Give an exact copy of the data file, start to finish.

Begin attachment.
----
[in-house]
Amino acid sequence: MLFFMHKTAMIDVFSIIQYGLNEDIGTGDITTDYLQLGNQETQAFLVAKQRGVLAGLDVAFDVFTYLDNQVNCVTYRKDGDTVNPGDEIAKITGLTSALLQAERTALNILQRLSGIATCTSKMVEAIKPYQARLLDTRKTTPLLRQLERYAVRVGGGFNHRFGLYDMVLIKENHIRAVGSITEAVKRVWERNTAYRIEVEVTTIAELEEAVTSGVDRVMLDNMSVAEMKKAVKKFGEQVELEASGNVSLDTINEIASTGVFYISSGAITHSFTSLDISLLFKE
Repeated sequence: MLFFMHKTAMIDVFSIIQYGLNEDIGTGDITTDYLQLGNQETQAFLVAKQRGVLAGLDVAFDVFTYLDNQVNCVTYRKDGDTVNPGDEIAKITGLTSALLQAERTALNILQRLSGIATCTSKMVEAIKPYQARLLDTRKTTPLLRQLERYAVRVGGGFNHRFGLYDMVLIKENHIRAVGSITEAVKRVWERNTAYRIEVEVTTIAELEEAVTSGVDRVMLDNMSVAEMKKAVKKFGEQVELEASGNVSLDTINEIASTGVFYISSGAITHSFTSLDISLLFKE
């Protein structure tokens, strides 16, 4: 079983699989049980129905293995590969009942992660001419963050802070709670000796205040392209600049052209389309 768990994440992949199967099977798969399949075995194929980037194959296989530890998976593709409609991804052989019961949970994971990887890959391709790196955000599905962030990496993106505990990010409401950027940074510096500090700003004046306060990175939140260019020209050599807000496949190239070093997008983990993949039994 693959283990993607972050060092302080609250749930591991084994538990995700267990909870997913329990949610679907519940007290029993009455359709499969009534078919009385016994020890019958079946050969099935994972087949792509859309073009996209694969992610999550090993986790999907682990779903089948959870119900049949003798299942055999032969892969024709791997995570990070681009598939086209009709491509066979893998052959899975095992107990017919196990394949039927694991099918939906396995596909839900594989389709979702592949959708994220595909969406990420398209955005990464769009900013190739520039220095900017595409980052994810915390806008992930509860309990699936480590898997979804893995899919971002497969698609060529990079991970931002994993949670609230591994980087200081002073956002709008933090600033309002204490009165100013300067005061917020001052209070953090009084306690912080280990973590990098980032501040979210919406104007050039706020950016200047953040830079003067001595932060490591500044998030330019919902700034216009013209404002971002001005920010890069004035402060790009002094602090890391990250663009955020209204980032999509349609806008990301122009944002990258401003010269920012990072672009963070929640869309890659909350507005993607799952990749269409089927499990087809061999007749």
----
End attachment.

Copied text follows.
[in-house]
Amino acid sequence: MLFFMHKTAMIDVFSIIQYGLNEDIGTGDITTDYLQLGNQETQAFLVAKQRGVLAGLDVAFDVFTYLDNQVNCVTYRKDGDTVNPGDEIAKITGLTSALLQAERTALNILQRLSGIATCTSKMVEAIKPYQARLLDTRKTTPLLRQLERYAVRVGGGFNHRFGLYDMVLIKENHIRAVGSITEAVKRVWERNTAYRIEVEVTTIAELEEAVTSGVDRVMLDNMSVAEMKKAVKKFGEQVELEASGNVSLDTINEIASTGVFYISSGAITHSFTSLDISLLFKE
Repeated sequence: MLFFMHKTAMIDVFSIIQYGLNEDIGTGDITTDYLQLGNQETQAFLVAKQRGVLAGLDVAFDVFTYLDNQVNCVTYRKDGDTVNPGDEIAKITGLTSALLQAERTALNILQRLSGIATCTSKMVEAIKPYQARLLDTRKTTPLLRQLERYAVRVGGGFNHRFGLYDMVLIKENHIRAVGSITEAVKRVWERNTAYRIEVEVTTIAELEEAVTSGVDRVMLDNMSVAEMKKAVKKFGEQVELEASGNVSLDTINEIASTGVFYISSGAITHSFTSLDISLLFKE
């Protein structure tokens, strides 16, 4: 079983699989049980129905293995590969009942992660001419963050802070709670000796205040392209600049052209389309 768990994440992949199967099977798969399949075995194929980037194959296989530890998976593709409609991804052989019961949970994971990887890959391709790196955000599905962030990496993106505990990010409401950027940074510096500090700003004046306060990175939140260019020209050599807000496949190239070093997008983990993949039994 693959283990993607972050060092302080609250749930591991084994538990995700267990909870997913329990949610679907519940007290029993009455359709499969009534078919009385016994020890019958079946050969099935994972087949792509859309073009996209694969992610999550090993986790999907682990779903089948959870119900049949003798299942055999032969892969024709791997995570990070681009598939086209009709491509066979893998052959899975095992107990017919196990394949039927694991099918939906396995596909839900594989389709979702592949959708994220595909969406990420398209955005990464769009900013190739520039220095900017595409980052994810915390806008992930509860309990699936480590898997979804893995899919971002497969698609060529990079991970931002994993949670609230591994980087200081002073956002709008933090600033309002204490009165100013300067005061917020001052209070953090009084306690912080280990973590990098980032501040979210919406104007050039706020950016200047953040830079003067001595932060490591500044998030330019919902700034216009013209404002971002001005920010890069004035402060790009002094602090890391990250663009955020209204980032999509349609806008990301122009944002990258401003010269920012990072672009963070929640869309890659909350507005993607799952990749269409089927499990087809061999007749």